Private Prosecutions

A private prosecution is a criminal court case brought against an abuser by a survivor rather than by the CPS. There is no legal aid (i.e. public funding) for this kind of case, and the costs can be high. Again, the survivor will need to involve a solicitor and/or barrister, and this may be costly. It is possible that a lawyer might act for the victim survivor ‘pro bono’, which means for free.

The Director of Public Prosecutions (the head of the CPS) can take over a private prosecution and stop it, provided they do not act unreasonably (i.e. if they think there is insufficient evidence in the case). They can also take over the case and run it themselves.


If a survivor is unhappy with the way the police officers or CPS prosecutors have behaved toward her then she can put in a complaint.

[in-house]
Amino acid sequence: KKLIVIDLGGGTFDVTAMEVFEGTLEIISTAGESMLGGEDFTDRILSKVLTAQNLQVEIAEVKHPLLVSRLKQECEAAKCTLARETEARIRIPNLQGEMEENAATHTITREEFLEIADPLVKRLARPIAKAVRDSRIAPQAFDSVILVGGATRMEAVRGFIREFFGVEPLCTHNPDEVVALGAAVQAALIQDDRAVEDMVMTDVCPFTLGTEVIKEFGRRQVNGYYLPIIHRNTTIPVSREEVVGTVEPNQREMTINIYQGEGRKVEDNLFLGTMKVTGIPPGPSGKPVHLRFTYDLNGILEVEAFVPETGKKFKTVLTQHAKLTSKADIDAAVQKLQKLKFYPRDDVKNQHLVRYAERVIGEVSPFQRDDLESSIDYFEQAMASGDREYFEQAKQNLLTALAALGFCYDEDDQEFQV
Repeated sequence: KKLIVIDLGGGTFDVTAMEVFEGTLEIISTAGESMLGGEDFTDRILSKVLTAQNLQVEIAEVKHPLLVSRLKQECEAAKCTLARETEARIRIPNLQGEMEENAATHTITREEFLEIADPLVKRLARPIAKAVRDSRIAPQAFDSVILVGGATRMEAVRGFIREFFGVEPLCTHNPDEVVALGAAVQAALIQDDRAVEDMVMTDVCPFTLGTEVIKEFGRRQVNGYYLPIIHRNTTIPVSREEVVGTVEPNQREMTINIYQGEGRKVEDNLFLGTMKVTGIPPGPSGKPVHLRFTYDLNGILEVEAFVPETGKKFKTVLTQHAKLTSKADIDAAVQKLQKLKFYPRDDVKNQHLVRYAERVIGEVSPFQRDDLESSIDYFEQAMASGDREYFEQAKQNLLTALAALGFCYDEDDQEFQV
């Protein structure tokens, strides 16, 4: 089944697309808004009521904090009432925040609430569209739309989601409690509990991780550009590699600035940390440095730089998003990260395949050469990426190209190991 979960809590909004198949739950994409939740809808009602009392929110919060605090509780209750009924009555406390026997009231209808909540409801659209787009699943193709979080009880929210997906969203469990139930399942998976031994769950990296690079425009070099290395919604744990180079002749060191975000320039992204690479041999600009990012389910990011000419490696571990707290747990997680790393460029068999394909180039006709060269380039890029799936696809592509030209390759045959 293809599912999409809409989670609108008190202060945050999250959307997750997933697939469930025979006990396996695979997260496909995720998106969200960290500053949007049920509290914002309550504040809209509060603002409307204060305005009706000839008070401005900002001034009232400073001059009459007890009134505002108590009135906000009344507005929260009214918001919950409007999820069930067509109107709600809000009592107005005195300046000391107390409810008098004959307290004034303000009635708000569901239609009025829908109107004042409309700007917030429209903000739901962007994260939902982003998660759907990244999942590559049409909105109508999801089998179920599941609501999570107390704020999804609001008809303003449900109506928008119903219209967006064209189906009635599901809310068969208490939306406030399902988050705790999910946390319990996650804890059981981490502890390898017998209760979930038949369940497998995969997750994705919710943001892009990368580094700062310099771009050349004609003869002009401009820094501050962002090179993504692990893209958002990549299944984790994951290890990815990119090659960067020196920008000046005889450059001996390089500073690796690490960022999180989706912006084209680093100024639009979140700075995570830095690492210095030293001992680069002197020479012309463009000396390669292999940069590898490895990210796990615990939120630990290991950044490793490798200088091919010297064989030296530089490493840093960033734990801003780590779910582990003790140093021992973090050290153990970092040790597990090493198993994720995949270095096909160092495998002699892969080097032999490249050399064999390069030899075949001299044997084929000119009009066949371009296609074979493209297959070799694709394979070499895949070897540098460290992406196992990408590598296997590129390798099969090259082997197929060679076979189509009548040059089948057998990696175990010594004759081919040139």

Each police force will have its own internal complaint process, and information will be available on that police force’s website.

Survivors can also complain to the Independent Office for Police Conduct's (IOPC).In the first instance, the IOPC will send the complaint direct to the police force involved. The police force or relevant organisation will also consider whether the complaint should be referred to the IOPC.


The CPS has its own complaints scheme:

  1. Stage One: This stage is managed by the local CPS Area where the complaint originated. They will look into the complaint and reply within 20 working days or write stating the date by which they hope to reply